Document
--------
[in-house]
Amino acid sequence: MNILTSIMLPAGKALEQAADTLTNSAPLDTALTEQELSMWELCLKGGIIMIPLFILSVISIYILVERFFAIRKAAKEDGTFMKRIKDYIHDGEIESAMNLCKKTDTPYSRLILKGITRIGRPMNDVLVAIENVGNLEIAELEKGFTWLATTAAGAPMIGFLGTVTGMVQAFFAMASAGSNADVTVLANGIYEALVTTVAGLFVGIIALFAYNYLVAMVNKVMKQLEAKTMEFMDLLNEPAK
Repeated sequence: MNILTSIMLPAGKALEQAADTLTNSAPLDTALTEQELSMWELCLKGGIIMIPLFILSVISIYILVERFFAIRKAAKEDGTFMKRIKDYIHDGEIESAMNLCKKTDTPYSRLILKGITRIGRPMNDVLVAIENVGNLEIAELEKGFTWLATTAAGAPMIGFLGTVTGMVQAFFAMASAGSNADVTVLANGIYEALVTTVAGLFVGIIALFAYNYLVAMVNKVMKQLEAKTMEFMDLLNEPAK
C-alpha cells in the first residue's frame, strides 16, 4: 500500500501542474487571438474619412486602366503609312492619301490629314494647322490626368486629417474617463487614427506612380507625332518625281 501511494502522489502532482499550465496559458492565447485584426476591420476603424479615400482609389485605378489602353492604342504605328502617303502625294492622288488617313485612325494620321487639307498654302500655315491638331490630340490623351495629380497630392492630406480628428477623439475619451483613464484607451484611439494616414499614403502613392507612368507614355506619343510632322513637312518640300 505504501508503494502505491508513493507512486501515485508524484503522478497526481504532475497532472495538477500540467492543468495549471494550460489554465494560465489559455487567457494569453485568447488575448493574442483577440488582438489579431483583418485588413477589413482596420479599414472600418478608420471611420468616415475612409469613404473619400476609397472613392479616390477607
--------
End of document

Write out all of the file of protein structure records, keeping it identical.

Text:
[in-house]
Amino acid sequence: MNILTSIMLPAGKALEQAADTLTNSAPLDTALTEQELSMWELCLKGGIIMIPLFILSVISIYILVERFFAIRKAAKEDGTFMKRIKDYIHDGEIESAMNLCKKTDTPYSRLILKGITRIGRPMNDVLVAIENVGNLEIAELEKGFTWLATTAAGAPMIGFLGTVTGMVQAFFAMASAGSNADVTVLANGIYEALVTTVAGLFVGIIALFAYNYLVAMVNKVMKQLEAKTMEFMDLLNEPAK
Repeated sequence: MNILTSIMLPAGKALEQAADTLTNSAPLDTALTEQELSMWELCLKGGIIMIPLFILSVISIYILVERFFAIRKAAKEDGTFMKRIKDYIHDGEIESAMNLCKKTDTPYSRLILKGITRIGRPMNDVLVAIENVGNLEIAELEKGFTWLATTAAGAPMIGFLGTVTGMVQAFFAMASAGSNADVTVLANGIYEALVTTVAGLFVGIIALFAYNYLVAMVNKVMKQLEAKTMEFMDLLNEPAK
C-alpha cells in the first residue's frame, strides 16, 4: 500500500501542474487571438474619412486602366503609312492619301490629314494647322490626368486629417474617463487614427506612380507625332518625281 501511494502522489502532482499550465496559458492565447485584426476591420476603424479615400482609389485605378489602353492604342504605328502617303502625294492622288488617313485612325494620321487639307498654302500655315491638331490630340490623351495629380497630392492630406480628428477623439475619451483613464484607451484611439494616414499614403502613392507612368507614355506619343510632322513637312518640300 505504501508503494502505491508513493507512486501515485508524484503522478497526481504532475497532472495538477500540467492543468495549471494550460489554465494560465489559455487567457494569453485568447488575448493574442483577440488582438489579431483583418485588413477589413482596420479599414472600418478608420471611420468616415475612409469613404473619400476609397472613392479616390477607